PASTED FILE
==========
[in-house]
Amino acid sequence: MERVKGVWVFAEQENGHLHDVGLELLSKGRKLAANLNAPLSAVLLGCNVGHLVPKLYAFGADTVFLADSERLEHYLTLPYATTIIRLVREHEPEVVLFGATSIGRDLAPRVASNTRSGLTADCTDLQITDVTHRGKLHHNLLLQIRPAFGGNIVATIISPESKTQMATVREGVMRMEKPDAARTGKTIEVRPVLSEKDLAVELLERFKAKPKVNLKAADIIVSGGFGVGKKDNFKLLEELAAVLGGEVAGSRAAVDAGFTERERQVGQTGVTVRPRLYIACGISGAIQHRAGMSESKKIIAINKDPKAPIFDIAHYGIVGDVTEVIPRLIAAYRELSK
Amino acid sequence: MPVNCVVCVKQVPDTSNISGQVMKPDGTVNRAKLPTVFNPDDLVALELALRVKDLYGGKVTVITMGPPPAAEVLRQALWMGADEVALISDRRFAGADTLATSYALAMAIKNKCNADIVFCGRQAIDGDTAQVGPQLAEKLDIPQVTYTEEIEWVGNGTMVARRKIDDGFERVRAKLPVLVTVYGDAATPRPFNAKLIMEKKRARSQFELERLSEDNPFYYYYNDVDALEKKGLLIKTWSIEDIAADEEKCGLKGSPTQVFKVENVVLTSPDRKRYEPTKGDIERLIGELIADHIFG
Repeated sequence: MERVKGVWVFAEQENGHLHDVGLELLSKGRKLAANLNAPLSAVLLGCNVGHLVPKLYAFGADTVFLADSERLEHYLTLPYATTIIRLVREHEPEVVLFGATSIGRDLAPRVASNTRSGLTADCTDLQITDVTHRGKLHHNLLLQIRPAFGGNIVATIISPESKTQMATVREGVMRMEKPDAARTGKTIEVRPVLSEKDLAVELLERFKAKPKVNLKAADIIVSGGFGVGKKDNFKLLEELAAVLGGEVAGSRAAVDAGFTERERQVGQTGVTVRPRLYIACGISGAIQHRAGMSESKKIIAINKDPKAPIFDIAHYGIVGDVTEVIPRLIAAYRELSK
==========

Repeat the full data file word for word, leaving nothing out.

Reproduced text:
[in-house]
Amino acid sequence: MERVKGVWVFAEQENGHLHDVGLELLSKGRKLAANLNAPLSAVLLGCNVGHLVPKLYAFGADTVFLADSERLEHYLTLPYATTIIRLVREHEPEVVLFGATSIGRDLAPRVASNTRSGLTADCTDLQITDVTHRGKLHHNLLLQIRPAFGGNIVATIISPESKTQMATVREGVMRMEKPDAARTGKTIEVRPVLSEKDLAVELLERFKAKPKVNLKAADIIVSGGFGVGKKDNFKLLEELAAVLGGEVAGSRAAVDAGFTERERQVGQTGVTVRPRLYIACGISGAIQHRAGMSESKKIIAINKDPKAPIFDIAHYGIVGDVTEVIPRLIAAYRELSK
Amino acid sequence: MPVNCVVCVKQVPDTSNISGQVMKPDGTVNRAKLPTVFNPDDLVALELALRVKDLYGGKVTVITMGPPPAAEVLRQALWMGADEVALISDRRFAGADTLATSYALAMAIKNKCNADIVFCGRQAIDGDTAQVGPQLAEKLDIPQVTYTEEIEWVGNGTMVARRKIDDGFERVRAKLPVLVTVYGDAATPRPFNAKLIMEKKRARSQFELERLSEDNPFYYYYNDVDALEKKGLLIKTWSIEDIAADEEKCGLKGSPTQVFKVENVVLTSPDRKRYEPTKGDIERLIGELIADHIFG
Repeated sequence: MERVKGVWVFAEQENGHLHDVGLELLSKGRKLAANLNAPLSAVLLGCNVGHLVPKLYAFGADTVFLADSERLEHYLTLPYATTIIRLVREHEPEVVLFGATSIGRDLAPRVASNTRSGLTADCTDLQITDVTHRGKLHHNLLLQIRPAFGGNIVATIISPESKTQMATVREGVMRMEKPDAARTGKTIEVRPVLSEKDLAVELLERFKAKPKVNLKAADIIVSGGFGVGKKDNFKLLEELAAVLGGEVAGSRAAVDAGFTERERQVGQTGVTVRPRLYIACGISGAIQHRAGMSESKKIIAINKDPKAPIFDIAHYGIVGDVTEVIPRLIAAYRELSK